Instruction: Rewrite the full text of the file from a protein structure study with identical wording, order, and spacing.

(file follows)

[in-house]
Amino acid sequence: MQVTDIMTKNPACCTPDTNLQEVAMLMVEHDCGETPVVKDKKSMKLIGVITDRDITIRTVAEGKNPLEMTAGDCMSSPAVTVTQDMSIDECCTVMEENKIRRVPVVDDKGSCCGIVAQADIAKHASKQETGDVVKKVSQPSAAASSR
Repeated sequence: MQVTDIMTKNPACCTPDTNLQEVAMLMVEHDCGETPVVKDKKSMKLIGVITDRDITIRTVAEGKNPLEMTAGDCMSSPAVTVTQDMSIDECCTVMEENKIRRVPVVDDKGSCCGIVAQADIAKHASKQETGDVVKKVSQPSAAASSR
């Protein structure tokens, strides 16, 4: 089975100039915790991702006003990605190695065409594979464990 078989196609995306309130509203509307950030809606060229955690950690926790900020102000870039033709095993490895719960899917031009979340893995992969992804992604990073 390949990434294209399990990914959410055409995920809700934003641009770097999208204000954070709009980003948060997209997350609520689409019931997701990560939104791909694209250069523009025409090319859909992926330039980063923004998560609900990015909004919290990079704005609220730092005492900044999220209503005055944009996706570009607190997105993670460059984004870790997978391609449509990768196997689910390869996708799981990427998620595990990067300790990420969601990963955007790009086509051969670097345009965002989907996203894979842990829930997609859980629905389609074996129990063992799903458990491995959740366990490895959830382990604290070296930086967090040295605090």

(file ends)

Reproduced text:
[in-house]
Amino acid sequence: MQVTDIMTKNPACCTPDTNLQEVAMLMVEHDCGETPVVKDKKSMKLIGVITDRDITIRTVAEGKNPLEMTAGDCMSSPAVTVTQDMSIDECCTVMEENKIRRVPVVDDKGSCCGIVAQADIAKHASKQETGDVVKKVSQPSAAASSR
Repeated sequence: MQVTDIMTKNPACCTPDTNLQEVAMLMVEHDCGETPVVKDKKSMKLIGVITDRDITIRTVAEGKNPLEMTAGDCMSSPAVTVTQDMSIDECCTVMEENKIRRVPVVDDKGSCCGIVAQADIAKHASKQETGDVVKKVSQPSAAASSR
């Protein structure tokens, strides 16, 4: 089975100039915790991702006003990605190695065409594979464990 078989196609995306309130509203509307950030809606060229955690950690926790900020102000870039033709095993490895719960899917031009979340893995992969992804992604990073 390949990434294209399990990914959410055409995920809700934003641009770097999208204000954070709009980003948060997209997350609520689409019931997701990560939104791909694209250069523009025409090319859909992926330039980063923004998560609900990015909004919290990079704005609220730092005492900044999220209503005055944009996706570009607190997105993670460059984004870790997978391609449509990768196997689910390869996708799981990427998620595990990067300790990420969601990963955007790009086509051969670097345009965002989907996203894979842990829930997609859980629905389609074996129990063992799903458990491995959740366990490895959830382990604290070296930086967090040295605090």